Later, in the car, and after a long, teary silence, my husband asked, "If you can't remember the things that brought you joy, how could you remember that you were ever happy?" I didn't have an answer, but I like to think that true happiness leaves an impression on the soul that time cannot erase. I can only hope that we will be so fortunate in the future.

In the Dark

April 9, 2009

I've learned that true depression makes no sense.

I grew up under the tutelage of parents with very archaic ideas about depression. According to my mother, depression is brought on by unhappiness. In other words, there must be a reason for a person to feel depressed.

But there is no reason for the way I feel.

Two halves of my brain are warring against each other. Literally, that's how it feels--like nails on a chalkboard...like pots and pans falling down stairs.

I want to be happy. I want to come home at the end of the day, coddle my cats, and appreciate my husband's attentions. I want to have a conversation that ends with a pun and a laugh. But darkness has fallen over my mind.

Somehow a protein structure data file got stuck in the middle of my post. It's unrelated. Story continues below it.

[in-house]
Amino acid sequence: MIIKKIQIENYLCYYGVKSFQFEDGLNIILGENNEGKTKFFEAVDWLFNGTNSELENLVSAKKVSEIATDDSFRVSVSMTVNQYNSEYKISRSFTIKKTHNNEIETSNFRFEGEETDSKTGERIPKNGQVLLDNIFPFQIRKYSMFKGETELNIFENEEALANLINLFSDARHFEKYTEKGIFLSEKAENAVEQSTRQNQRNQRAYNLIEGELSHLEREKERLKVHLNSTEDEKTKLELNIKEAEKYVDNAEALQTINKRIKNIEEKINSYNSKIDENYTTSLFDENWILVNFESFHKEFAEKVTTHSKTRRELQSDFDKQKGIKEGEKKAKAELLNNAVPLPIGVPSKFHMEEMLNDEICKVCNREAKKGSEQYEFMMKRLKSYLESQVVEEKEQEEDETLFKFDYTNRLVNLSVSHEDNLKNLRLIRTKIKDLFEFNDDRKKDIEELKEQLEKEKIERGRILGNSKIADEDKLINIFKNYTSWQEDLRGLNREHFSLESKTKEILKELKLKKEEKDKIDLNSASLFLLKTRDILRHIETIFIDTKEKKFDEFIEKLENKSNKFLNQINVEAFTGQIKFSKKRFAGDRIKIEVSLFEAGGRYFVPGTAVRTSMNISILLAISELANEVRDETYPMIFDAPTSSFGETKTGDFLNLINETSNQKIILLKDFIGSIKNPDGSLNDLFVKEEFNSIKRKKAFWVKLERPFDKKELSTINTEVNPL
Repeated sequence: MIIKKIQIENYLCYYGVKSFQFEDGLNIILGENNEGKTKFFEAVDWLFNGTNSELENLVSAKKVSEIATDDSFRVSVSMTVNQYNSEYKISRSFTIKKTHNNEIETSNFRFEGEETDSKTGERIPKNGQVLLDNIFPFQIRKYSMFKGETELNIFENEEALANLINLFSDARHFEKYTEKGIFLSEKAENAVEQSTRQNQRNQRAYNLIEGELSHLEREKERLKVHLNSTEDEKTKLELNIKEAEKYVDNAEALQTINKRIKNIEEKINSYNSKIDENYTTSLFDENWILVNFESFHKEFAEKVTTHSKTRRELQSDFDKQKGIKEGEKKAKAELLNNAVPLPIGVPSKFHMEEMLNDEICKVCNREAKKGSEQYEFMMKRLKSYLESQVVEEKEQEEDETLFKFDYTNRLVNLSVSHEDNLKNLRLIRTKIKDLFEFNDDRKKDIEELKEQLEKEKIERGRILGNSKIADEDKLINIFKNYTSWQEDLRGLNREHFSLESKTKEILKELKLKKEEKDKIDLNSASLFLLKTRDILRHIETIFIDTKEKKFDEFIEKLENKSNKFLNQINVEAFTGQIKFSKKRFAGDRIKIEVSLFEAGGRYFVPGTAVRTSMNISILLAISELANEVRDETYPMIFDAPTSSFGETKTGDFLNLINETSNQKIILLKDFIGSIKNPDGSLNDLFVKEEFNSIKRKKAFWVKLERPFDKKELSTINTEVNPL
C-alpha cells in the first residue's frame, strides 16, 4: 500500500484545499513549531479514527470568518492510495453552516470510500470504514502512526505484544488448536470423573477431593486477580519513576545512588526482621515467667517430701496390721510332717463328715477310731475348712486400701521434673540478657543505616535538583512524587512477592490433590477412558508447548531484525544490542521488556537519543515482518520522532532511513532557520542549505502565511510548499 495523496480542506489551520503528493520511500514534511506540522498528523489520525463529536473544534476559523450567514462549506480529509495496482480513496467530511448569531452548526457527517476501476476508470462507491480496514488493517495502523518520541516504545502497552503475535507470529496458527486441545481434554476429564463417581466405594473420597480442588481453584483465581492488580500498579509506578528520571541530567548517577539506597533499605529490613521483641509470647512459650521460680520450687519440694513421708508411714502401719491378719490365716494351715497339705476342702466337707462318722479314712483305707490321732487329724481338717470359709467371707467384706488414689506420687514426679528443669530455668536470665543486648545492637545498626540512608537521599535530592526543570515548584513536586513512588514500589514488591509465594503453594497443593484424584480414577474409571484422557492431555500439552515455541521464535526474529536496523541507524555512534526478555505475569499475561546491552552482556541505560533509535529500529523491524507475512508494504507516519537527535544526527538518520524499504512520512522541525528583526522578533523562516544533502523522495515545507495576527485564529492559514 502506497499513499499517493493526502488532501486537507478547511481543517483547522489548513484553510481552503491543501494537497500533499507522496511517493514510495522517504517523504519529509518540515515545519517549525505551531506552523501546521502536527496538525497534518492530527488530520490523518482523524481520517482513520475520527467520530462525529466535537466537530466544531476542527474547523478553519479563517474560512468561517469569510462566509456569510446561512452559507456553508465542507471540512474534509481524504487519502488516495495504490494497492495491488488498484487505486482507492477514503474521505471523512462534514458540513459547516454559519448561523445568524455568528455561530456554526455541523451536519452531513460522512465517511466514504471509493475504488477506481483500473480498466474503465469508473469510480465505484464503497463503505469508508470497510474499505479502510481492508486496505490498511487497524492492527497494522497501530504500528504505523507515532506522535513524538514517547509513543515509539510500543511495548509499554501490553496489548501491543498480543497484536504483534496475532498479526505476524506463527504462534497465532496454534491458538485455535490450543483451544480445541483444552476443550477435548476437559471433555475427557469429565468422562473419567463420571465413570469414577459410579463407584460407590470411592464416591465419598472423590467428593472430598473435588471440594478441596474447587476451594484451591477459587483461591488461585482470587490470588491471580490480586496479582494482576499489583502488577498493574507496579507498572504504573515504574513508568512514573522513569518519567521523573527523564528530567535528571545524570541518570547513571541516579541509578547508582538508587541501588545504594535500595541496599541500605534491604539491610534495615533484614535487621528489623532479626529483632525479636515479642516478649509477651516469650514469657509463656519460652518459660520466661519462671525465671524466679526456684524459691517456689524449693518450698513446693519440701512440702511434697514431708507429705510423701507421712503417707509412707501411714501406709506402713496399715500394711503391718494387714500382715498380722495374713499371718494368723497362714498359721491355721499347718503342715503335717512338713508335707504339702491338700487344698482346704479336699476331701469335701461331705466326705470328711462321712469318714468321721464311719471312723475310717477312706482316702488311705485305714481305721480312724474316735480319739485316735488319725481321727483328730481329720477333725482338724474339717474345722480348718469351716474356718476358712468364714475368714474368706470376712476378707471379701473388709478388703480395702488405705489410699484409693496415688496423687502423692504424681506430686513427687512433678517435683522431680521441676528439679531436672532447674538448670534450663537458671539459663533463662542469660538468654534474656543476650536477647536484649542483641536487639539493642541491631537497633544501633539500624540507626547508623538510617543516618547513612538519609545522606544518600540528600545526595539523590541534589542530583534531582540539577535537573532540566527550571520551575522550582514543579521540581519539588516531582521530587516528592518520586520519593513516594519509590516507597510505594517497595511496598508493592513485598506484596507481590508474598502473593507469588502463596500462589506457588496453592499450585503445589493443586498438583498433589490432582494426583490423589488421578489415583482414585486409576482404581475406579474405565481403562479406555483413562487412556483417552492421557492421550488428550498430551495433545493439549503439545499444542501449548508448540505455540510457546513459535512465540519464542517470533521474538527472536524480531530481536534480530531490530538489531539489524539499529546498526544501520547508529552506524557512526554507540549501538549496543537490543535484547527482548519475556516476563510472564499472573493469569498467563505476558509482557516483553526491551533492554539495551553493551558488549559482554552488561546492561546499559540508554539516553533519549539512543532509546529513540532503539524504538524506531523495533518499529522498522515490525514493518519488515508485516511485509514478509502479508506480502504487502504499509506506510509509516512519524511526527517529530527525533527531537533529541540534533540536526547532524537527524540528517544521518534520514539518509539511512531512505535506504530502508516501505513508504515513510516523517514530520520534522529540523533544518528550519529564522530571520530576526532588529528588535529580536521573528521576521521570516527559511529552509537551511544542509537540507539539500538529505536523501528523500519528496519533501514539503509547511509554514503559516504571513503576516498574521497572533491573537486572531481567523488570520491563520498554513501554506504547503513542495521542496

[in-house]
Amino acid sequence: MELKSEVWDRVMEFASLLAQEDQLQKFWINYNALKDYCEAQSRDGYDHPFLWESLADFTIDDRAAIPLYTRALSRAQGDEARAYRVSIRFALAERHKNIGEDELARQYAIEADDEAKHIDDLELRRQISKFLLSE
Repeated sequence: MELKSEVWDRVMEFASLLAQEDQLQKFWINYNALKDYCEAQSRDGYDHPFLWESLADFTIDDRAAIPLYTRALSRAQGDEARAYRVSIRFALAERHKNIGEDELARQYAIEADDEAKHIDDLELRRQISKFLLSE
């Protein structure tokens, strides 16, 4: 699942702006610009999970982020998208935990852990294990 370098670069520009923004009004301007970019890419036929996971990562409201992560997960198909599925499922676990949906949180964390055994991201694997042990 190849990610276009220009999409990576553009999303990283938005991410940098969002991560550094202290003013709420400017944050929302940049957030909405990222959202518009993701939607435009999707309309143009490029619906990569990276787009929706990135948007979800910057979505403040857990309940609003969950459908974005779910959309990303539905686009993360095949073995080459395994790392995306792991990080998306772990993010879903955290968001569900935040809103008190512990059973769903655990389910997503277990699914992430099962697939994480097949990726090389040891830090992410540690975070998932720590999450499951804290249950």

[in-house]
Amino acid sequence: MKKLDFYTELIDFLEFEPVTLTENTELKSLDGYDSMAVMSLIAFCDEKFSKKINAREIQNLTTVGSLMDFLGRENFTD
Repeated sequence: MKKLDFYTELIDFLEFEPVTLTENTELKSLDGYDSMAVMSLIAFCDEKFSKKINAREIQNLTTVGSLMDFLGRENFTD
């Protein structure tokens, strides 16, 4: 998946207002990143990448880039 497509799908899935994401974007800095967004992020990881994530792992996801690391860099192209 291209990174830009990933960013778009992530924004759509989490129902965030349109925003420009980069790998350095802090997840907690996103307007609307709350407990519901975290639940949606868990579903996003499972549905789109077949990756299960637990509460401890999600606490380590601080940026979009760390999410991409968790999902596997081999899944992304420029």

I want to have a baby, but I don't know if I should keep trying right now. How would I cope if I failed? Or worse, what if I succeed, only to fall deeper into darkness?

That's Life...

April 7, 2009

Despite enduring some of the physical symptoms of PMDD, I was excited about reporting to work today. I recently wrote a grammar guide at my supervisor's request for the students at the writing center where I work, and today was the day I was to receive feedback on the project. If all goes well, it could be published by this fall--my first published work.

I felt a great sense of relief as I walked into my supervisor's office with the finished copy of the guide in hand. The 45-page booklet had taken about two months to write and format, and I had delayed working on my novel to complete it. With the project finished, I could finally begin hammering out the final chapters on my fiction manuscript. However, my relief in this regard was short-lived. My supervisor and the center's director loved the guide so much that they are commissioning my skills for another guide--this time, one with a football theme. And it has to be finished by the end of May. Oy. Now I'm scrambling to finish my novel, because I refuse to put it off for another project. I guess I shouldn't complain; after all, I'm actually managing to get things done and being recognized for my work.